throw new InvalidOperationException("Failed to load resource 'Hello world!'.");
        }
    }
}

Output

at Exception1.Program.AnotherMethod() in C:\src\junk\Exceptions\Exception1\Exception1\Program.cs:line 21
at Exception1.Program.Main(String[] args) in C:\src\junk\Exceptions\Exception1\Exception1\Program.cs:line 11

Observe that the Main() method is last in the stack trace. It's because it was appended as the stack unwinds from the deepest call to the first one.

Having three calls works the same.

using System;

namespace Exception1
{
    class Program
    {
        static void Main(string[] args)
        {
            try
            {
                AnotherMethod();
            }
            catch (Exception exception)
            {
                Console.WriteLine(exception.StackTrace);
            }
        }

        public static void AnotherMethod()
        {
            DeepestMethod();
        }

        public static void DeepestMethod()
        {
            throw new InvalidOperationException("Failed to load resource 'Hello world!'.");
        }
    }
}

Output

at Exception1.Program.DeepestMethod() in C:\src\junk\Exceptions\Exception1\Exception1\Program.cs:line 26
at Exception1.Program.AnotherMethod() in C:\src\junk\Exceptions\Exception1\Exception1\Program.cs:line 21
at Exception1.Program.Main(String[] args) in C:\src\junk\Exceptions\Exception1\Exception1\Program.cs:line 11

DeepestMethod did not have a try block, nor did AnotherMethod but Main did. Thus the exception traveled three steps before getting to a catch block.

Having a catch block inside AnotherMethod would stop the exception propagation:

using System;

namespace Exception1
{
    class Program
    {
        static void Main(string[] args)
        {
            try
            {
                AnotherMethod();
            }
            catch (Exception exception)
            {
                Console.WriteLine(exception.StackTrace);
            }
        }

        public static void AnotherMethod()
        {
            try
            {
                DeepestMethod();
            }
            catch (Exception exception)
            {
                Console.WriteLine("Handled in AnotherMethod: " + exception.Message);
            }
        }

        public static void DeepestMethod()
        {
            throw new InvalidOperationException("Failed to load resource 'Hello world!'.");
        }
    }
}

Output

Notice that the console writes from Main is not printed, since exception propagation stops at the first found catch block.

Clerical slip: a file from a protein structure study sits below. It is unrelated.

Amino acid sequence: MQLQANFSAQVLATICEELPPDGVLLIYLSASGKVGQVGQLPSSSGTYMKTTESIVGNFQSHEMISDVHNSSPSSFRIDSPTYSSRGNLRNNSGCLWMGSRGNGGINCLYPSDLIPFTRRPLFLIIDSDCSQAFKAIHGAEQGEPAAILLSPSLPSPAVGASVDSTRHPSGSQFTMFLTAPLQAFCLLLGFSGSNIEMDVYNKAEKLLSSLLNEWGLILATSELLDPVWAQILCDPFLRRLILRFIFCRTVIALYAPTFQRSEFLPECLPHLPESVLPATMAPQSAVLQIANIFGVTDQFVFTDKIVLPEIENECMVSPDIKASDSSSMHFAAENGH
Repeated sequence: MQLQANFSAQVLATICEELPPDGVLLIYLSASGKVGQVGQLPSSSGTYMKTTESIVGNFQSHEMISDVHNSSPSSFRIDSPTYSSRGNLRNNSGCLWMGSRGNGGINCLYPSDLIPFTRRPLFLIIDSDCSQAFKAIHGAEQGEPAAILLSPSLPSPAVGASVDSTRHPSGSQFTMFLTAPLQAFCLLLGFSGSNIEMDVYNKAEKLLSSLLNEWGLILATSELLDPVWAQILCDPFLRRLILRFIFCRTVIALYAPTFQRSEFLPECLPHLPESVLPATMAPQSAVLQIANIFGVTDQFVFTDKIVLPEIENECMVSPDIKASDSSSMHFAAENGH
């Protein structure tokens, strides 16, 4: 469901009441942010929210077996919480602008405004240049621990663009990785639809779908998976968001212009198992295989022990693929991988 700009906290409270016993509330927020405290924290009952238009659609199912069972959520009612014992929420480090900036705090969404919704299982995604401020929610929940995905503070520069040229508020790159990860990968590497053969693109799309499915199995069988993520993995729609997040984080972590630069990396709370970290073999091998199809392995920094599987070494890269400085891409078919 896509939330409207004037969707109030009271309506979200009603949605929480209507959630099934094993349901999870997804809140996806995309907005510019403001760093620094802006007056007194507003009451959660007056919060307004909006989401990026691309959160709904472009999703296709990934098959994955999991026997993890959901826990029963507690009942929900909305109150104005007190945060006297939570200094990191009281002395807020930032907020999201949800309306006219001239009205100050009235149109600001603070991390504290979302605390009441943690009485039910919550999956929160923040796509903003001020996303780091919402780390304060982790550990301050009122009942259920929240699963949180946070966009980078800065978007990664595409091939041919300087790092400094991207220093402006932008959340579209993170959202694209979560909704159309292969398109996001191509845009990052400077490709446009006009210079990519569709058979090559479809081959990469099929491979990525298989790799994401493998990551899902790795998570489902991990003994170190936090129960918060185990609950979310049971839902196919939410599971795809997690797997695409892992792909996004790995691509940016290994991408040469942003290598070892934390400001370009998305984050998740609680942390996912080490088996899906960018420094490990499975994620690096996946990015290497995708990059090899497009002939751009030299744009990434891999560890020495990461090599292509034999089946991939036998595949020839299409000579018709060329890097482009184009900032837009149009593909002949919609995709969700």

Conclusions

  • Exception propagation is when the exception travels up the method calls (i.e. stack frames).
  • The stack trace is appended for each method call that the exception travels to.
  • Exception propagation stops when a catch block is found.

Rethrowing exceptions

Sometimes you want to catch exceptions to be able to process them in some way but still let the upper stack frames be able to handle the same exception.

That can be achieved by having another throw in the catch block.

using System;

namespace Exception1
{
    class Program
    {
        static void Main(string[] args)
        {
            try
            {
                AnotherMethod();
            }
            catch (Exception exception)
            {
                Console.WriteLine(exception.StackTrace);
            }
        }

        public static void AnotherMethod()
        {
            try
            {
                throw new InvalidOperationException("Sample exception");
            }
            catch (Exception ex)
            {
                Console.WriteLine("Exception was here: " + ex);
                Console.WriteLine();
                throw;
            }
        }
    }
}

Output

Exception was here: Sample exception

at Exception1.Program.AnotherMethod() in C:\src\junk\Exceptions\Exception1\Exception1\Program.cs:line 28
at Exception1.Program.Main(String[] args) in C:\src\junk\Exceptions\Exception1\Exception1\Program.cs:line 11

The first two lines are from the Console.WriteLine calls in AnotherMethod and the stack trace is from Console.WriteLine in Main().

Using throw in catch blocks tells .NET that it should continue with the exception propagation.

Avoid throw ex; when rethrowing exceptions

Do not use throw exception; in catch blocks:

try
{
    throw new InvalidOperationException("Sample exception");
}
catch (Exception ex)
{
    throw ex;
}

Using throw ex; tells .NET that it should start a new exception propagation using your previously created exception object. As in such, the stack trace will be cleared and built from scratch again.

A complete example:

using System;

namespace Exception1
{
    class Program
    {
        static void Main(string[] args)
        {
            try
            {
                AnotherMethod();
            }
            catch (Exception exception)
            {
                Console.WriteLine(exception.StackTrace);
            }
        }

        public static void AnotherMethod()
        {
            try
            {
                DeepestMethod();
            }
            catch (Exception ex)
            {
                Console.WriteLine("Exception was here: " + ex.Message);
                Console.WriteLine();
                throw ex;
            }
        }

        public static void DeepestMethod()
        {
            throw new InvalidOperationException("Failed to load resource 'Hello world!'.");
        }
    }
}

Output

Exception was here: Failed to load resource 'Hello world!'.

at Exception1.Program.AnotherMethod() in C:\src\junk\Exceptions\Exception1\Exception1\Program.cs:line 28
at Exception1.Program.Main(String[] args) in C:\src\junk\Exceptions\Exception1\Exception1\Program.cs:line 11

See? The DeepestMethod is nowhere to be found in the stack trace, making it impossible to find where the exception originated from.

Conclusion

  • Rethrowing can be done to process the exception before letting it continue to travel up the call stack.
  • Avoid throw ex as it tells .NET to treat the exception object as a new exception.